Gavin Gao

Pop’s Birthday, Cake Baking

A small woman with an apron
around her wide hips smashes eggs on
the edge of a porcelain bowl, stirring

yolk and butter with the fury of a king
while her husband sits in a wicker chair growing
forgetful as the day slips through

oaken fingers, his spittle-
mottled lips turned into a slack-jawed
half smile, his glazed eyes on the irritable

budgie. The one that would not be tamed
eventually learns to live
with the lock on the cage.

My grandmother makes
her cage out of bread and butter.
The fermentation of fifty years –

the sleepless nights, the weekly
fights – trickles down in sweat to trace
the coastlines on her forehead.

When ache spreads its fingers across her
taut temple, tells her to hush, she could’ve stormed
out with the plates all shattered.

I’m thinking about the murderous lover
who mops up blood with white
linen sheets in a made-for-TV movie

and Rapunzel with her golden locks longer
than any bungee cord I know of. (Why doesn’t
she use them to escape the witch’s tower?)

But mostly I think of my grandma’s
secrets stowed away like her cupboard full
of china dolls. What should I say

to her when I call besides, hello Nan
good luck with the cake you’re baking
and make sure Pop’s happy?

Does she ever think of escaping?
She must’ve dreamed lately
about the black snow falling

upon the grave of the boy
she once loved.
The quiet, ruddy-faced boy

whose love she’d spurned at first
who fought a war for her
died a hero, unsung and…

No, not tonight, not
when she’s fretting about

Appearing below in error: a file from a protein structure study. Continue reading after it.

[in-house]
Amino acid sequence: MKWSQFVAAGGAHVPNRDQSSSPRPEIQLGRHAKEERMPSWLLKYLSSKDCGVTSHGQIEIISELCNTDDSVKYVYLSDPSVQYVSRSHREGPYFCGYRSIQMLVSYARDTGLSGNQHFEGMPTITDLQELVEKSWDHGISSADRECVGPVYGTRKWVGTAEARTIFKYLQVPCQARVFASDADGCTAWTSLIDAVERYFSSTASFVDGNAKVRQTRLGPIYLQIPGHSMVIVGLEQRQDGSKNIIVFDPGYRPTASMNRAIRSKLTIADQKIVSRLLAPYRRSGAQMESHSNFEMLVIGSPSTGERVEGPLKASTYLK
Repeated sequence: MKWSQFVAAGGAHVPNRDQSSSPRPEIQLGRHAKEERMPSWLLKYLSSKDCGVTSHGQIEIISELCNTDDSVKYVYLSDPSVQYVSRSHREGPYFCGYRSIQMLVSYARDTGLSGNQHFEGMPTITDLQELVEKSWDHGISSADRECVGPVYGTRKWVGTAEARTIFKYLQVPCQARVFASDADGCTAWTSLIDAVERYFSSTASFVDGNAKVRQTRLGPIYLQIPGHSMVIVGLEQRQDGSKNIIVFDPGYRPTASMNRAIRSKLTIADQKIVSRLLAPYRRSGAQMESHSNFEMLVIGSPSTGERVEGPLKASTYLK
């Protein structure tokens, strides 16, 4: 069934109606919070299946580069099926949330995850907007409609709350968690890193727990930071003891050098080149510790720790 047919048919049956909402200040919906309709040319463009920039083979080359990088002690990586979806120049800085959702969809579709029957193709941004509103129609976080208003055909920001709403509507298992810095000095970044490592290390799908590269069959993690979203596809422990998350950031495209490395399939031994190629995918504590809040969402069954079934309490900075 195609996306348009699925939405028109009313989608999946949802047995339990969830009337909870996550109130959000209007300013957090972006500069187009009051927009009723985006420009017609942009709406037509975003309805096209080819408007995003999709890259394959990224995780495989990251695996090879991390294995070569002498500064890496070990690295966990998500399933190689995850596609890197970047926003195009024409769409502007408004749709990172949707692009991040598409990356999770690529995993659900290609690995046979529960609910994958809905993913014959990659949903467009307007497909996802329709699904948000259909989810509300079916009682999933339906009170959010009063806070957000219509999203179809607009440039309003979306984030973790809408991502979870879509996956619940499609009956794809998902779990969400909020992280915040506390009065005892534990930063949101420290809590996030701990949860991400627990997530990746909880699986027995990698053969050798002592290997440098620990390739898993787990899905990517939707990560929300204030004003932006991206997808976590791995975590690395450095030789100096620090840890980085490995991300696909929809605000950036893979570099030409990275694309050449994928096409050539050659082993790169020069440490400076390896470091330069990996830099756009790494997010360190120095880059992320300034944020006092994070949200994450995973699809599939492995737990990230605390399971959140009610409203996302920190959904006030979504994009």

the birthday party, not

when the cake is rising in the oven.

Waiting

Who were these women, mysterious in emerald
blouses, bending over their laundry

by the river? With primroses aglow in their sun
-kissed cheeks they scrubbed blue

cotton on crooked rocks. Pink ankles in
water that billowed like a sash. Water

that flashed its silver fish scales and
wove its muted fire through the summer

air until the woods turned quiet as a
mirror. And on the arched stone

bridge over the same river, there
stood my grandmother in her

bridal dress. Bright as a damp pearl
she walked across the bridge

of her thin suffering with her baby –
unborn – a crewel needle

nestling in her belly.

 

Gavin Gao is a senior majoring in English Literature and Creative Writing at the University of Michigan Ann Arbor. He loves plum jam and clothbound poetry books. He is currently finishing up his senior creative writing thesis. Gavin hopes to continue writing after graduation and to one day travel around the African continent in an air balloon.

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